Josef Astor was born in Ohio. He received a BFA from Syracuse, and soon after moved to New York where he worked as a photo assistant for Gosta Peterson, Deborah Turbeville, Irving Penn, and a brief time, with Angus McBean. In 1985, he opened up his own studio and began his historically informed, theatrically staged style that drew upon various influences from his life; studies in art history, his father's medical practice, science, and magic. Astor has done advertising campaigns for clients as AT&T, IBM, Hitachi, Phillip Morris, Geoffrey Beene, Bergdorf Goodman, Absolut Vodka and Ralph Pucci. His work has appeared in such magazines as The New Yorker, Vanity Fair, The New York Times Magazine, GQ, House and Garden and Bomb. In 1996, he was the recipient of the Infinity Award for 'Applied Photography' from the International Center of Photography. Josef held his first show, "Displayed" with Ralph Pucci in the early 90's and has an upcoming show with us this May. This show will be traveling to Miami for Art Basel and LA in 2019.
How much of your creative process is planned and how much evolves naturally?
Most people who see my photos assume they are carefully planned out, as they are staged set pieces and involve many elements.
But the truth is that the key elements of each image are most often slipped in at the last minute. We book some props in advance, but most are never used (to the dismay of the stylist) and I usually find something already in my studio/cabinet of curiosities that better suits the concept. So it's not an entirely intuitive process, though I consciously allow for some gaps in order to complete the image in the moment. Unbeknownst to viewers, many photos I've made reflect the energy in the studio at that moment.
Note: The young Uma Thurman image seen here is an example of that. This photo has nothing at all to do with the concept Vanity Fair had assigned. The image became an homage to a painting by Balthus of a defiant, obstinate young girl.
How do you feel about the changes in photography that have taken place over the last few years? ie. the influence of technology, digital manipulation, printing ect.
Most of my work was done with film using minimal or no post. With Photoshop, I could easily achieve effects with more facility, but I stay with film because I believe it allows space and opportunity for extraneous / metaphysical forces to intervene during the picture making process. When photographing with film pre- Photoshop, there was a degree of intensity put into the picture making process, often shooting more versions, set-ups - because we never saw results during the session, and knew it could not be altered it afterwards.
Have you ever had experience with set design?
Not formally, only in a way that would serve a concept for a photo. I was putting together an elaborate 'dream/nightmare' set for the NY Times Magazine a few years back for an article about sleeping disorders. They liked the photo very much and made it into the cover. They asked whom to credit for set design. I answered, "me". They looked at me in disbelief, as they just finished a series with Gregory Crewdson who had a long list of set design credits.
The answer isn't an egoist one, but a result of the intuitive methods I employ in making sets and environments for my photographs. They are assembled on the spot just before the shooting, and often change dramatically from the original concept.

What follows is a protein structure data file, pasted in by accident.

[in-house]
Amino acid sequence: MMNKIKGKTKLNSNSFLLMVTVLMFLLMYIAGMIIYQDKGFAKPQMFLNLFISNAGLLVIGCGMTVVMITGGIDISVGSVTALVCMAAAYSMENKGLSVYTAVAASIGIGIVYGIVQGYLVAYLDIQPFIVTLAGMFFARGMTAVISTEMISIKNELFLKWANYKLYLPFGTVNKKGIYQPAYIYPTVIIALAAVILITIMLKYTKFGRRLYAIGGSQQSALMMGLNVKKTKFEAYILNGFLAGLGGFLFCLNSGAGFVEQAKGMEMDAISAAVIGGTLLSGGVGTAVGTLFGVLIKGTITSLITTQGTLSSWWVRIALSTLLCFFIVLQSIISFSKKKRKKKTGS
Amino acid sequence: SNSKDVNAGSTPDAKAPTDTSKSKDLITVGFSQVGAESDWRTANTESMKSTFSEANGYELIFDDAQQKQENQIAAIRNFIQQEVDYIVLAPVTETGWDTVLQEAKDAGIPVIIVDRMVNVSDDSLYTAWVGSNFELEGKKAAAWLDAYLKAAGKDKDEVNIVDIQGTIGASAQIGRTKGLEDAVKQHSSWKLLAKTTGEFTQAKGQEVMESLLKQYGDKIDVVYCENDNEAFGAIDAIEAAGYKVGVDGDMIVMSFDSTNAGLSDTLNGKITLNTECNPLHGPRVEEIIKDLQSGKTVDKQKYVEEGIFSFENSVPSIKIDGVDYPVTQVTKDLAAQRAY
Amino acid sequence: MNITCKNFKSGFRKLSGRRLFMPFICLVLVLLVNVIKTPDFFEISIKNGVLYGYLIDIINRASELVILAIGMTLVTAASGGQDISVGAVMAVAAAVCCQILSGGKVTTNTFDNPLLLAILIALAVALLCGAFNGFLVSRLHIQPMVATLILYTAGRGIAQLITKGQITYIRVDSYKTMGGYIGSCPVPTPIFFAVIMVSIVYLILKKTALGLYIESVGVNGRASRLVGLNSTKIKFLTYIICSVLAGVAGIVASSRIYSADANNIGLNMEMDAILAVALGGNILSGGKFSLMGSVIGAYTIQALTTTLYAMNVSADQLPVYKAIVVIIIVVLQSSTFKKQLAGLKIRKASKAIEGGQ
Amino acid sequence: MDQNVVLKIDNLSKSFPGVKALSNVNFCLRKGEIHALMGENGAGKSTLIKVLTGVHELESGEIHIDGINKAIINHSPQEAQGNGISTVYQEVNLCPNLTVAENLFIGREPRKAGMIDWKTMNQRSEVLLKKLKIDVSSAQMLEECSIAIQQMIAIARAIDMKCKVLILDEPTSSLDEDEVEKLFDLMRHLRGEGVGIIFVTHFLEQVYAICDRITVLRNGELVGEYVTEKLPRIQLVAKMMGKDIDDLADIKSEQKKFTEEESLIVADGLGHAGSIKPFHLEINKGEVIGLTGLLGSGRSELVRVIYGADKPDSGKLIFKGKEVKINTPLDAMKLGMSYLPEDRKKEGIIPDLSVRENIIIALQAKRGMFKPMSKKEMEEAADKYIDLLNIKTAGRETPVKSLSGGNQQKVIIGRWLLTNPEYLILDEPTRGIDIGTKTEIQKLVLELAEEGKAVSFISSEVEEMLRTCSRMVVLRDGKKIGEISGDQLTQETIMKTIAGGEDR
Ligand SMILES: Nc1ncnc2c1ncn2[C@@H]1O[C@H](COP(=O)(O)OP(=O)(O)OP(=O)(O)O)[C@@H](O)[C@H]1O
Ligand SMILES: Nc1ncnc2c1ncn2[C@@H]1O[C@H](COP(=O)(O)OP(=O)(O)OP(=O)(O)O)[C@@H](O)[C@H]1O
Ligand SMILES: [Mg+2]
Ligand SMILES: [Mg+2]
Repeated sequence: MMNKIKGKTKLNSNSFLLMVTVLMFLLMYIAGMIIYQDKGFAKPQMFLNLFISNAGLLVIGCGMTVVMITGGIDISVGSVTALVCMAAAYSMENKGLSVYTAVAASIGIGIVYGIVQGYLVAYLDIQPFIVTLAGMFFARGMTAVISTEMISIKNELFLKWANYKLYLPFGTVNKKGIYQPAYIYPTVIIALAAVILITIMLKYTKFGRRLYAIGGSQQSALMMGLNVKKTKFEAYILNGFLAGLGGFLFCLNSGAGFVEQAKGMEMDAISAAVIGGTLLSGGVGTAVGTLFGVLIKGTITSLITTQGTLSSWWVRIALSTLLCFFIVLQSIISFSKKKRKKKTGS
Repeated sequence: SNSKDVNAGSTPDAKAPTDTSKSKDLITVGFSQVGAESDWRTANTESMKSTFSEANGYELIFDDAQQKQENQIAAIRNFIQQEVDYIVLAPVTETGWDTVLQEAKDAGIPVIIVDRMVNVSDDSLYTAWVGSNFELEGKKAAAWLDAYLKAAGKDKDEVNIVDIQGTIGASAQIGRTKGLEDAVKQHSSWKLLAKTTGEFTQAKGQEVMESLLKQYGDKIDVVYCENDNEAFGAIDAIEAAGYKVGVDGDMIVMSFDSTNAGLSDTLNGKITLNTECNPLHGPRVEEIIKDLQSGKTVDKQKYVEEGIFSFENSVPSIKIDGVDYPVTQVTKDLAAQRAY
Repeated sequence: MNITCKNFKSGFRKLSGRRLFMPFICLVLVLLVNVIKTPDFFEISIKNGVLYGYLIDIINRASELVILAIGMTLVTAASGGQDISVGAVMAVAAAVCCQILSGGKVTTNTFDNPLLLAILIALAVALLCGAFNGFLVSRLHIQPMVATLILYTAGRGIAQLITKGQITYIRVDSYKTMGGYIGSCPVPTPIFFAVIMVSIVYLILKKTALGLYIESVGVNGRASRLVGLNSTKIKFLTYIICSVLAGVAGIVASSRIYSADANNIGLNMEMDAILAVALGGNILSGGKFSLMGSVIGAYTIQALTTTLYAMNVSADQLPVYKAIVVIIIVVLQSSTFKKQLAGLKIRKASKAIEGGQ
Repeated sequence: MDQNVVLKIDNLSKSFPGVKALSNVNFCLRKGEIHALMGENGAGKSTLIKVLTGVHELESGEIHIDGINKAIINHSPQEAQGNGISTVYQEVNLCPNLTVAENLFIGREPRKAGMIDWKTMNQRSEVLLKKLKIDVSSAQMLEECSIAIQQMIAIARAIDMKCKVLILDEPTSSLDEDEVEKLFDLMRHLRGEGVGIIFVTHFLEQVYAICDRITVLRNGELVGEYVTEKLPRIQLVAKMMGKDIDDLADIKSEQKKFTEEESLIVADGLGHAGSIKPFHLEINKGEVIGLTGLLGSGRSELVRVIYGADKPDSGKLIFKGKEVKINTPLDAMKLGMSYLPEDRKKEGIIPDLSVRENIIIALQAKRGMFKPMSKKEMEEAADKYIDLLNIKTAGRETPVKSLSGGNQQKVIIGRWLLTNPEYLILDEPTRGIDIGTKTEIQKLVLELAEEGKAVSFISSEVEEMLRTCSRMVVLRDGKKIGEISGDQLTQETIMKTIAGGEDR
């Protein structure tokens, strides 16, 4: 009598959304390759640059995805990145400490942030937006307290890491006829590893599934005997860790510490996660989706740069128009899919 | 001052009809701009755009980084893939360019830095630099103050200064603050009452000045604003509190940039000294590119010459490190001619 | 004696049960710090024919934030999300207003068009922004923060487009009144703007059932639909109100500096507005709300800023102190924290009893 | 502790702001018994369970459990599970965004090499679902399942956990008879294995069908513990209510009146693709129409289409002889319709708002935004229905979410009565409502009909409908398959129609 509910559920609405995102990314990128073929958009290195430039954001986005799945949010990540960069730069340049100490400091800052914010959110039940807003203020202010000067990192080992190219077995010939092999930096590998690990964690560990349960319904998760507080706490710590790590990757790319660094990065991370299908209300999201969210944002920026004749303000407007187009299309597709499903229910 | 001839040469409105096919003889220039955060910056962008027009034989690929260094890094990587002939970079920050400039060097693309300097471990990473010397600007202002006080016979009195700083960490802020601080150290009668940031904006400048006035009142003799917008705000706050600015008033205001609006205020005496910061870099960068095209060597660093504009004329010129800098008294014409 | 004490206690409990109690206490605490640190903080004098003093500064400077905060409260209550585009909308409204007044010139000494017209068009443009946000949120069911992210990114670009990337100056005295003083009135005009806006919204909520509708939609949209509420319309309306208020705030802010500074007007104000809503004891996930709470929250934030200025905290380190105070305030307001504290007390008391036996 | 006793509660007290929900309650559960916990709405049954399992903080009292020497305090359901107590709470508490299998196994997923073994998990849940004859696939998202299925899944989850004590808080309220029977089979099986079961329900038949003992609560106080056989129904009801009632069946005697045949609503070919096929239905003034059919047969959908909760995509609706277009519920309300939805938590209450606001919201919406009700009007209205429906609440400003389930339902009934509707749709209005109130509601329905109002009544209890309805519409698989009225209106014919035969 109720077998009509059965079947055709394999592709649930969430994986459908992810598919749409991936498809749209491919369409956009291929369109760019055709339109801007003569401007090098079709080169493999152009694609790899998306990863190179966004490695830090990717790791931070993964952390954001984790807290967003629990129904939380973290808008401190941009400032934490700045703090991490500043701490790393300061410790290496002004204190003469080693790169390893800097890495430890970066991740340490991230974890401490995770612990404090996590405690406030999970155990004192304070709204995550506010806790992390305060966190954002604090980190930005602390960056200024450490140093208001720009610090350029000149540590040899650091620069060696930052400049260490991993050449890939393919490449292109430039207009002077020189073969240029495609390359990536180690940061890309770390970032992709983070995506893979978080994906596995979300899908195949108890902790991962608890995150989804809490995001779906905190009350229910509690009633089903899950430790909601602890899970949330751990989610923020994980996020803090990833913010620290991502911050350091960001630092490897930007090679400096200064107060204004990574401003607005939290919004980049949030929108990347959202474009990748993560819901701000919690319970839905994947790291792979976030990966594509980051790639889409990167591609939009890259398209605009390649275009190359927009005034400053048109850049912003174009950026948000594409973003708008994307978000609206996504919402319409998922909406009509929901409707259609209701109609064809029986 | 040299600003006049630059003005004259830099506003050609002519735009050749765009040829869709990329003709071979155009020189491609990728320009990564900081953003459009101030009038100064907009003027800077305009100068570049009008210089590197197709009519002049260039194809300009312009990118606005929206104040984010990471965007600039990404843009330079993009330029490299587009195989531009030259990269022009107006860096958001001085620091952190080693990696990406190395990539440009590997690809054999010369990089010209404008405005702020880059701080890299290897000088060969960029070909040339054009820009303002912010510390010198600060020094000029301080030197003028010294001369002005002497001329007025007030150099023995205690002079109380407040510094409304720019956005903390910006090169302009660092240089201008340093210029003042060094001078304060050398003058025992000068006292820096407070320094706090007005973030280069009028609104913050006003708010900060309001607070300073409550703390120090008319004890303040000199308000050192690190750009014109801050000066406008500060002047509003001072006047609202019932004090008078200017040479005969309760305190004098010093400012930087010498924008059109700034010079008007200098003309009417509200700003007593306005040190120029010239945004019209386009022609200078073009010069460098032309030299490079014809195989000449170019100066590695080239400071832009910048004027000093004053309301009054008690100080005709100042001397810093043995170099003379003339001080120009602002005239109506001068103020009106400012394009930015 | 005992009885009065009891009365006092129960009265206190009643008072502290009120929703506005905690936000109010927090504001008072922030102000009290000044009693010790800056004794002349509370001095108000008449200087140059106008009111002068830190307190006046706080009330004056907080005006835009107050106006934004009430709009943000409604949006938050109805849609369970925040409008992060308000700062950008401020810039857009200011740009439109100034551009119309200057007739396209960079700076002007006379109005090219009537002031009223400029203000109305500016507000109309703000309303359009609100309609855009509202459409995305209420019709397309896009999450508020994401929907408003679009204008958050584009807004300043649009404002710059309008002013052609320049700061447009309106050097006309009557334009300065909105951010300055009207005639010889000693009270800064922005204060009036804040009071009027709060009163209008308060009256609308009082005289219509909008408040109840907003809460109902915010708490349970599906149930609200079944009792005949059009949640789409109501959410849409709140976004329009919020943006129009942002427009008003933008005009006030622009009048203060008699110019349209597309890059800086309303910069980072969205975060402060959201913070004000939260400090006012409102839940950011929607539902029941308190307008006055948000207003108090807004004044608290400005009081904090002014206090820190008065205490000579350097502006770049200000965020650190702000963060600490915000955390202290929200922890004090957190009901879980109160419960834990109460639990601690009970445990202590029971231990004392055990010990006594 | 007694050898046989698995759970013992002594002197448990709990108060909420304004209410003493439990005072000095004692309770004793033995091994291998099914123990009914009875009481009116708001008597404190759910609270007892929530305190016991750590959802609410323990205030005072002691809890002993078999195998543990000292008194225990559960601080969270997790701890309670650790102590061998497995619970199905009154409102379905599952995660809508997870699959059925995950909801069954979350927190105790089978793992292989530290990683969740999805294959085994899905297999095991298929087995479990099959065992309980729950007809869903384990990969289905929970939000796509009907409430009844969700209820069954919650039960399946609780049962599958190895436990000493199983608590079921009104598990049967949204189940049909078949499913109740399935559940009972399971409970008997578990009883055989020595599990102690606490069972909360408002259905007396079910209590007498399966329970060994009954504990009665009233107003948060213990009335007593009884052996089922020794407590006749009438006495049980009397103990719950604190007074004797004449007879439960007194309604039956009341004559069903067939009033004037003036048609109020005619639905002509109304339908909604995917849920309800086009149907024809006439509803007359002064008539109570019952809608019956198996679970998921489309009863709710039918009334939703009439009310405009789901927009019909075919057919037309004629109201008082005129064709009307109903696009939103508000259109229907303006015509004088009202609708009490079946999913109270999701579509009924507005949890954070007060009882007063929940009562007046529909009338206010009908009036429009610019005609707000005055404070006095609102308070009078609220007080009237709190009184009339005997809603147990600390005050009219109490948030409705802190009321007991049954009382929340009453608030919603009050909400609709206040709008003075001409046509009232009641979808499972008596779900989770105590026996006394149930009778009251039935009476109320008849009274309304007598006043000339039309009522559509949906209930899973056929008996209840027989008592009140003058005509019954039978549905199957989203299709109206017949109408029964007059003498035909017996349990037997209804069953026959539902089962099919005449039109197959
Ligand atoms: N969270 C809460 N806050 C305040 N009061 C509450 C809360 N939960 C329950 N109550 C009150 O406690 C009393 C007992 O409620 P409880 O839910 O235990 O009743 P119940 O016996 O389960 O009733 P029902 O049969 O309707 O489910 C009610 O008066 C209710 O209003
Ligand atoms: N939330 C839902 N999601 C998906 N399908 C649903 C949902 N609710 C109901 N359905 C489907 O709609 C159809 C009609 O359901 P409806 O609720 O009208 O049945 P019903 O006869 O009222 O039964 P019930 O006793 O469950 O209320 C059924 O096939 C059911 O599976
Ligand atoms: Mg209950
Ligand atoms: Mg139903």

How do you enjoy teaching at SVA? What do you find students nowadays are drawn towards with subject matter or styling?
I have been teaching at SVA for nearly 20 years. Each year there is a different energy in the classroom, a changing mix of both international students and locals, which provides a more broad, less “New York centric” focus to the work we see.
I began teaching basic B&W darkroom techniques several years ago and it is fascinating to witness a group of digital natives confronting emulsions, chemistry and a protracted process of making a fine print; short attention spans put to the test.
But once they dial back the pacing, I've found they actually enjoy having a tactile relationship with the medium. They learn what a photograph consists of on a deeper plane.
What was it like working with Deborah Turbeville and also Irving Penn?
Working for photographers whose styles are iconic and highly recognizable was a concern, fearing that my own work might result in a 'light' derivative.
The Turbeville experience was the opposite of working with Penn, in that Penn’s photos had a solid, weighty, sculptural quality, with a permanence about them— whereas Turbeville's were about transience and decay, fragmentation, deconstruction and being lost to time. So I hoped that I might avoid too much influence in my own work from either one, hoping that one would neutralize the other.
Angus McBean was, however, more of an influence on my work than either of them.
Are there any contemporary photographers you currently admire?
Currently I really admire the work of Jeff Wall.
Do you miss working in your studio at Carnegie Hall? Could you expand on the sensory experience felt there?
Looking back, I cannot help wondering whether I would be working in the staged set-piece style if it weren't for discovering that studio in 1985. I can't avoid feeling that destiny sent me there.
The space felt like a small theater and seemed to demand that I do set pieces; it became like an attic with a repertory company of objects, props and backdrops— ideal for endless pottering.
Most of all, the studios offered a community insulated from the chaos of the outside world. The artist tenants in the building became my inspiration, friends and family.
To experience more of Josef's spectacular pieces, you can visit his website here.
Interview, Ken Smart & Christy Rappold.